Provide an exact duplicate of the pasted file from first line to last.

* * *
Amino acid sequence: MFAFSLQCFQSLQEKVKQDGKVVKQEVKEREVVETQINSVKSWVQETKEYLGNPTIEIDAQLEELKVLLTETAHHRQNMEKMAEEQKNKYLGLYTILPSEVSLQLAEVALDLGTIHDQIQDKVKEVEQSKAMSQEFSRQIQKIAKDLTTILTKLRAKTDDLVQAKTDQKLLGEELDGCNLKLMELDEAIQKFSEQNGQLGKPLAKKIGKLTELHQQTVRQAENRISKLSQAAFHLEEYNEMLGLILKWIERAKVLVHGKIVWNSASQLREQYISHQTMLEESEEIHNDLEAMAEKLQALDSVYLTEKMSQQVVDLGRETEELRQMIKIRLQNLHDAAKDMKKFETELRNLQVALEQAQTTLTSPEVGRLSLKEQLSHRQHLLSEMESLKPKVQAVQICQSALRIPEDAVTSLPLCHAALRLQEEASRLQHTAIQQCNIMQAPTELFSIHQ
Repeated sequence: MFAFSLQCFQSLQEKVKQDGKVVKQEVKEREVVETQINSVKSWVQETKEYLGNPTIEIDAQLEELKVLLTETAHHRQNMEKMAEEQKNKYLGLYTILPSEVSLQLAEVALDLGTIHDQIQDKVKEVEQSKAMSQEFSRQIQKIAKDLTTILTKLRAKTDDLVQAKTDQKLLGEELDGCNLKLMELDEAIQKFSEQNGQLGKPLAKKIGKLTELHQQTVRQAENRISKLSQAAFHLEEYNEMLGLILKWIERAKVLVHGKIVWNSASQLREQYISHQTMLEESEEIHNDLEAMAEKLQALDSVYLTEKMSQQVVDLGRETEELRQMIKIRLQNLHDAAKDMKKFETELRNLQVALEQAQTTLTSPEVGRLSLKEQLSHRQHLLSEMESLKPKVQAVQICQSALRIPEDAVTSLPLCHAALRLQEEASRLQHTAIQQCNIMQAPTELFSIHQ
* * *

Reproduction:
Amino acid sequence: MFAFSLQCFQSLQEKVKQDGKVVKQEVKEREVVETQINSVKSWVQETKEYLGNPTIEIDAQLEELKVLLTETAHHRQNMEKMAEEQKNKYLGLYTILPSEVSLQLAEVALDLGTIHDQIQDKVKEVEQSKAMSQEFSRQIQKIAKDLTTILTKLRAKTDDLVQAKTDQKLLGEELDGCNLKLMELDEAIQKFSEQNGQLGKPLAKKIGKLTELHQQTVRQAENRISKLSQAAFHLEEYNEMLGLILKWIERAKVLVHGKIVWNSASQLREQYISHQTMLEESEEIHNDLEAMAEKLQALDSVYLTEKMSQQVVDLGRETEELRQMIKIRLQNLHDAAKDMKKFETELRNLQVALEQAQTTLTSPEVGRLSLKEQLSHRQHLLSEMESLKPKVQAVQICQSALRIPEDAVTSLPLCHAALRLQEEASRLQHTAIQQCNIMQAPTELFSIHQ
Repeated sequence: MFAFSLQCFQSLQEKVKQDGKVVKQEVKEREVVETQINSVKSWVQETKEYLGNPTIEIDAQLEELKVLLTETAHHRQNMEKMAEEQKNKYLGLYTILPSEVSLQLAEVALDLGTIHDQIQDKVKEVEQSKAMSQEFSRQIQKIAKDLTTILTKLRAKTDDLVQAKTDQKLLGEELDGCNLKLMELDEAIQKFSEQNGQLGKPLAKKIGKLTELHQQTVRQAENRISKLSQAAFHLEEYNEMLGLILKWIERAKVLVHGKIVWNSASQLREQYISHQTMLEESEEIHNDLEAMAEKLQALDSVYLTEKMSQQVVDLGRETEELRQMIKIRLQNLHDAAKDMKKFETELRNLQVALEQAQTTLTSPEVGRLSLKEQLSHRQHLLSEMESLKPKVQAVQICQSALRIPEDAVTSLPLCHAALRLQEEASRLQHTAIQQCNIMQAPTELFSIHQ